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As the Ukrainian conflict intensifies, bunker prices are reflecting the escalation in oil prices, with marine gasoil breaching $1,000 per tonne in the major bunker hubs this week and owners with scrubber-equipped vessels seeing the widest spreads between HSFO and VLSFO since the implementation of IMO 2020.

Crude oil prices climbed further this week, with Brent hitting over $119 a barrel on 3 March, a price not seen since May 2012, and West Texas Intermediate moving to $116.57 – the highest level for this benchmark since September 2008.

Bunker prices today (4 March) have lost a little of the heat seen on Wednesday and Thursday, but they remain at extremely high levels across global ports. Prices for marine gasoil are above $1,000 per metric tonne at Rotterdam, Singapore, Fujairah and Panama. This compares to prices ranging between $443 (Rotterdam) and $590 (Fujairah) posted on 4 March in 2020.

VLSFO prices have doubled in some bunker hubs between March 2020 and March 2022. In Rotterdam today, this fuel grade is $790, versus $400 two years ago.  In Singapore the two-year differential is currently $443, in Fujairah it is $465, and in Panama it is $392.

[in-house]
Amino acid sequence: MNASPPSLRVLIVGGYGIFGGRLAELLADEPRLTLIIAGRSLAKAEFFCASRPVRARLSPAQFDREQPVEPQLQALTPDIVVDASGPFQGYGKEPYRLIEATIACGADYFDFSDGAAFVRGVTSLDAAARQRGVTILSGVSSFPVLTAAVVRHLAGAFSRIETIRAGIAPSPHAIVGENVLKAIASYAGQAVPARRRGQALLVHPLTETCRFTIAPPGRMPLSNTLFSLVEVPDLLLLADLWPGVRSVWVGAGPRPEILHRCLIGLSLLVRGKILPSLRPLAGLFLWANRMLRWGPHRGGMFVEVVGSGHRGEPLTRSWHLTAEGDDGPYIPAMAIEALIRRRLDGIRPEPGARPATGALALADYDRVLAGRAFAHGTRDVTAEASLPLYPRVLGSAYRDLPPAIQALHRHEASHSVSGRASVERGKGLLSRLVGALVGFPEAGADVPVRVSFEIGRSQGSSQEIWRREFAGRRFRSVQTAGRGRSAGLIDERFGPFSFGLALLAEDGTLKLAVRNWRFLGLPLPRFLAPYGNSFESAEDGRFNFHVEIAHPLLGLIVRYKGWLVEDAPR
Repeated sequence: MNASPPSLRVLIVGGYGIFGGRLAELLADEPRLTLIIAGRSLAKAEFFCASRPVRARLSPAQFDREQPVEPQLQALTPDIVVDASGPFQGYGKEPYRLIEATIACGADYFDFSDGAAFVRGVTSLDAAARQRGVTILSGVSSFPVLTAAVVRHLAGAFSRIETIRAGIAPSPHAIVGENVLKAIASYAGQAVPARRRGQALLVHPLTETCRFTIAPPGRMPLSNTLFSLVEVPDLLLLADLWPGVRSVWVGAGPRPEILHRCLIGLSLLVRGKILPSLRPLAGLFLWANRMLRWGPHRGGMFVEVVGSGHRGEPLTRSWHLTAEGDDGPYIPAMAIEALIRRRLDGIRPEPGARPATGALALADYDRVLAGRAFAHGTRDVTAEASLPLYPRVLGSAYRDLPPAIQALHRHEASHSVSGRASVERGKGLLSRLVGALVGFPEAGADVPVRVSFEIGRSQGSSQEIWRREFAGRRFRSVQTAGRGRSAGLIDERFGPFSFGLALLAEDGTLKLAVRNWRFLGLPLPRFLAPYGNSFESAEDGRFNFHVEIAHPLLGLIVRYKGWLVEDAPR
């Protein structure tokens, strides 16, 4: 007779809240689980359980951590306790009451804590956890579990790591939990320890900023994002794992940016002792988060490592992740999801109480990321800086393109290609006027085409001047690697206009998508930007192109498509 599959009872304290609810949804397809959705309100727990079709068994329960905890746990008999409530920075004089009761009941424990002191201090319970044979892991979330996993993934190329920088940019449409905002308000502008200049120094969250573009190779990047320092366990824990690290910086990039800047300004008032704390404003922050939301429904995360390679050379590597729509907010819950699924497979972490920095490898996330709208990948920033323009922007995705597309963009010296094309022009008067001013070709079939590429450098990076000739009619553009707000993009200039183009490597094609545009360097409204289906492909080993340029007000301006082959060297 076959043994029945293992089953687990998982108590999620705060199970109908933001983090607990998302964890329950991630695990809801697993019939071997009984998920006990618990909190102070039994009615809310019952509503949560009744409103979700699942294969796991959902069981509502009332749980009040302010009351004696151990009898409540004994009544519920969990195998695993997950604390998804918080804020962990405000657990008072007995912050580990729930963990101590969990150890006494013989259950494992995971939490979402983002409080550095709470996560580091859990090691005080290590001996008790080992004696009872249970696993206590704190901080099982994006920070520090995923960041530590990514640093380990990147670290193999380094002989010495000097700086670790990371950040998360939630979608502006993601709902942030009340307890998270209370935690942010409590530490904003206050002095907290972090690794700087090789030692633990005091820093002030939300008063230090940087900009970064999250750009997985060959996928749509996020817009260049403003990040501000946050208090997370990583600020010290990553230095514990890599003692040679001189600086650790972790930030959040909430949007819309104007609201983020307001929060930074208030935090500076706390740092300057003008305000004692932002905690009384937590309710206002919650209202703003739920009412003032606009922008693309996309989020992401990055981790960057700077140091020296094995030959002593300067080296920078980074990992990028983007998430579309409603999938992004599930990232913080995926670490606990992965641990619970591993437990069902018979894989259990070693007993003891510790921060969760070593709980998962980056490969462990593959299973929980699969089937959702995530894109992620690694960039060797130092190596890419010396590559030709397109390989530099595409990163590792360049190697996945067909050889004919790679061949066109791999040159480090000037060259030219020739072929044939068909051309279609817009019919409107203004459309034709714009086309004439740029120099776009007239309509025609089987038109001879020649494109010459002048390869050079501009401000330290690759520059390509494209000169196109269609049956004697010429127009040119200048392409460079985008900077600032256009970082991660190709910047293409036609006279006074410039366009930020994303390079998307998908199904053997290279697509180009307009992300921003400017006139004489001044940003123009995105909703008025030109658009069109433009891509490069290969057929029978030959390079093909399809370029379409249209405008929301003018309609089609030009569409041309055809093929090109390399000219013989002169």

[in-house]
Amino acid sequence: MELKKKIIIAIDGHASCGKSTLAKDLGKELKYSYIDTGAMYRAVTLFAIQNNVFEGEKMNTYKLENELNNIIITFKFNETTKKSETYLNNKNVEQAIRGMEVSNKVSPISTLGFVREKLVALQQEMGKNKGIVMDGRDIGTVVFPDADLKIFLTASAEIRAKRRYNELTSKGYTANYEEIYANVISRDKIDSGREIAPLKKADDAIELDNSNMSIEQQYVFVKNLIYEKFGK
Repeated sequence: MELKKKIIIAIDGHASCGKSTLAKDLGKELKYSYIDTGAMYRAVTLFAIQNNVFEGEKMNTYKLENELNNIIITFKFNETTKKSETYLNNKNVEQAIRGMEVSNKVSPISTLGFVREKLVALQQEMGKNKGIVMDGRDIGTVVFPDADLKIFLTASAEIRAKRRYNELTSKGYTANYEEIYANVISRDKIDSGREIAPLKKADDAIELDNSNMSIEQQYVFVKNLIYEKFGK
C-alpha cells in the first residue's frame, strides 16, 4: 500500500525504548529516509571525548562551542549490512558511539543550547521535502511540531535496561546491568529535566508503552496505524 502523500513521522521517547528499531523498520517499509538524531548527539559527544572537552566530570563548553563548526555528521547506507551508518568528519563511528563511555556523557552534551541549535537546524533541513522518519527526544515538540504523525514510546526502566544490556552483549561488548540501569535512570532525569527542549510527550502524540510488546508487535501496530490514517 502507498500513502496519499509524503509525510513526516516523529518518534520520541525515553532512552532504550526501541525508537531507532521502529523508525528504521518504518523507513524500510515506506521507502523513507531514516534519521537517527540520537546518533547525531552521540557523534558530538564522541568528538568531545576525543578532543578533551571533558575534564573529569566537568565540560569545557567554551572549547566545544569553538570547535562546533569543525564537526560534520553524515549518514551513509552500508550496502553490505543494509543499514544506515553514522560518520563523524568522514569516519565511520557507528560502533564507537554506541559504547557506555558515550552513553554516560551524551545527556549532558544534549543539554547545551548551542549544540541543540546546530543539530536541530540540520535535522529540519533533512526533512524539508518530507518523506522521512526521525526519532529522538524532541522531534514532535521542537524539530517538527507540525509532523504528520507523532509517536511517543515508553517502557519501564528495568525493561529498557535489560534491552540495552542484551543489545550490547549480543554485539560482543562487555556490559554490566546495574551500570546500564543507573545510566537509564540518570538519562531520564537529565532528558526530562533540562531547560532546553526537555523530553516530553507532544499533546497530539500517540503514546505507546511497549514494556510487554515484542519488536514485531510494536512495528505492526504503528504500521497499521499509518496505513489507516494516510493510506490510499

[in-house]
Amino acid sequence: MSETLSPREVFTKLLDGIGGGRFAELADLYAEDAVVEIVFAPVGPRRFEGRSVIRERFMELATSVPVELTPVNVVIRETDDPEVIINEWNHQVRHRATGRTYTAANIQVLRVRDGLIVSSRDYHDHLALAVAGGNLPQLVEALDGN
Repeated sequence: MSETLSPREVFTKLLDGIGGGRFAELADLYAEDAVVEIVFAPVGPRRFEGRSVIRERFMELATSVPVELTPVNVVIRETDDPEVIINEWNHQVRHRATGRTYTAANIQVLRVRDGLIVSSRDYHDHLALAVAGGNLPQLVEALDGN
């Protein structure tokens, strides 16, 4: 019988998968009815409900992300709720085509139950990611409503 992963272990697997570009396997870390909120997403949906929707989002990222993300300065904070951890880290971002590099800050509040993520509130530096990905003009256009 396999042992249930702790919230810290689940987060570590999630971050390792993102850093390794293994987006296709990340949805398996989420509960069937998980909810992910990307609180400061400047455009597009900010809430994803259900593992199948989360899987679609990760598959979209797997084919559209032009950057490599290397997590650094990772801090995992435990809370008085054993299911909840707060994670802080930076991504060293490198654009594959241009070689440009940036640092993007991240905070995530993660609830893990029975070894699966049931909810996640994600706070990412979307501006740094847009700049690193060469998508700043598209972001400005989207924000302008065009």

High sulphur fuel oil (HSFO) 380 cSt prices are high but operators of scrubber-equipped vessels are not feeling the same pain as VLSFO purchasers. In Rotterdam, usually the cheapest port for HSFO (which is largely sourced from Russia), the price of HSFO today stands at $600 per metric tonne, which, interestingly, is on a par with the price in Singapore. HSFO in Fujairah is $628 and in Panama it is $662.

The all-important spread between HSFO and VLSFO has widened significantly, and in the bunker hubs referenced here ranges from $190 in Rotterdam to $281 in Singapore. These are differentials that had been (optimistically) mooted in the run-up to IMO 2020, before the sharp price dips seen in early 2020 with the advent of the pandemic.

How oil supply and demand will play out in the coming weeks and months is, of course, an unknown. As previously reported, earlier this week the 31 member countries of the Governing Board of the International Energy Agency (IEA) agreed to release 60 million barrels of oil from their emergency reserves to send ‘a unified and strong message’ to global oil markets that supplies will not by impacted by Russia’s invasion of Ukraine.

According to a research note published this week by Rystad Energy, war in Ukraine could result in as much as 1 million barrels per day of oil demand being removed from the global market. But there is also uncertainty over if and when restrictions will be applied in Europe to the imports of Russian oil (and gas).

However, with bunker prices hitting new peaks shippers will be bracing themselves for slew of bunker adjustment factor increases.


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